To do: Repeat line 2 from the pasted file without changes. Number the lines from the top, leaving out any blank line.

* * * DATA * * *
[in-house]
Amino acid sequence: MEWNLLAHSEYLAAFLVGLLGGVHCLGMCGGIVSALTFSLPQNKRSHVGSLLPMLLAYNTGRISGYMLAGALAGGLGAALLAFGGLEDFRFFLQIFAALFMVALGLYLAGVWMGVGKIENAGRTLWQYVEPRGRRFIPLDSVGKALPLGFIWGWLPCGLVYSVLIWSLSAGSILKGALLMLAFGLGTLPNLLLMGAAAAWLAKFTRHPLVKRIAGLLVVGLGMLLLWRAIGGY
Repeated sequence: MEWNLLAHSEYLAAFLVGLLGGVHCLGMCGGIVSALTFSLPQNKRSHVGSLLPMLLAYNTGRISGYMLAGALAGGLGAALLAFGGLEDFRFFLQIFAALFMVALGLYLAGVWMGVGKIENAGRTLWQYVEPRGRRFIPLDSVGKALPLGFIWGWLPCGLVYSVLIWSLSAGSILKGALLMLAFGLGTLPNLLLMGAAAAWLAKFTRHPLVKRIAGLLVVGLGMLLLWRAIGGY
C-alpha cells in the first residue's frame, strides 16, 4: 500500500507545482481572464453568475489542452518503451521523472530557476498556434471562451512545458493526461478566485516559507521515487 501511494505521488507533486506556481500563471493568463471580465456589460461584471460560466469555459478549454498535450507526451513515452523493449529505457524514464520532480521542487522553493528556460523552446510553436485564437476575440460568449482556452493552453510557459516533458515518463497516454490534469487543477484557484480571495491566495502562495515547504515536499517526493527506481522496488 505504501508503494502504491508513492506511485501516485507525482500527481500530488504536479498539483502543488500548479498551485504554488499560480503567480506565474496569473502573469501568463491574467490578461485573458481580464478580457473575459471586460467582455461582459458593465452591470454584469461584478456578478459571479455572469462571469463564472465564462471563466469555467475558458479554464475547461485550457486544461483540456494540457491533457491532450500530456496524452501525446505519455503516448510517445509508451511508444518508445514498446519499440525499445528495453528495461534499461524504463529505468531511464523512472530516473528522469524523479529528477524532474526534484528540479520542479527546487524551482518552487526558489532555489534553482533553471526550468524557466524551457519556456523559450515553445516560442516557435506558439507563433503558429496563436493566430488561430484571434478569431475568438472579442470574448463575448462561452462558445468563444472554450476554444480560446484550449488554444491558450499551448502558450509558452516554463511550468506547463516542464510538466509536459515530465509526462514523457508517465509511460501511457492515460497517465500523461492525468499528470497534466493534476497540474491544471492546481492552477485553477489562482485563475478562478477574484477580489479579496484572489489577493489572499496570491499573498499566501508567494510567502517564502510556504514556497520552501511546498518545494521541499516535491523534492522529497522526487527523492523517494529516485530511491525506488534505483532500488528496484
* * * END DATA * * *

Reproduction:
Amino acid sequence: MEWNLLAHSEYLAAFLVGLLGGVHCLGMCGGIVSALTFSLPQNKRSHVGSLLPMLLAYNTGRISGYMLAGALAGGLGAALLAFGGLEDFRFFLQIFAALFMVALGLYLAGVWMGVGKIENAGRTLWQYVEPRGRRFIPLDSVGKALPLGFIWGWLPCGLVYSVLIWSLSAGSILKGALLMLAFGLGTLPNLLLMGAAAAWLAKFTRHPLVKRIAGLLVVGLGMLLLWRAIGGY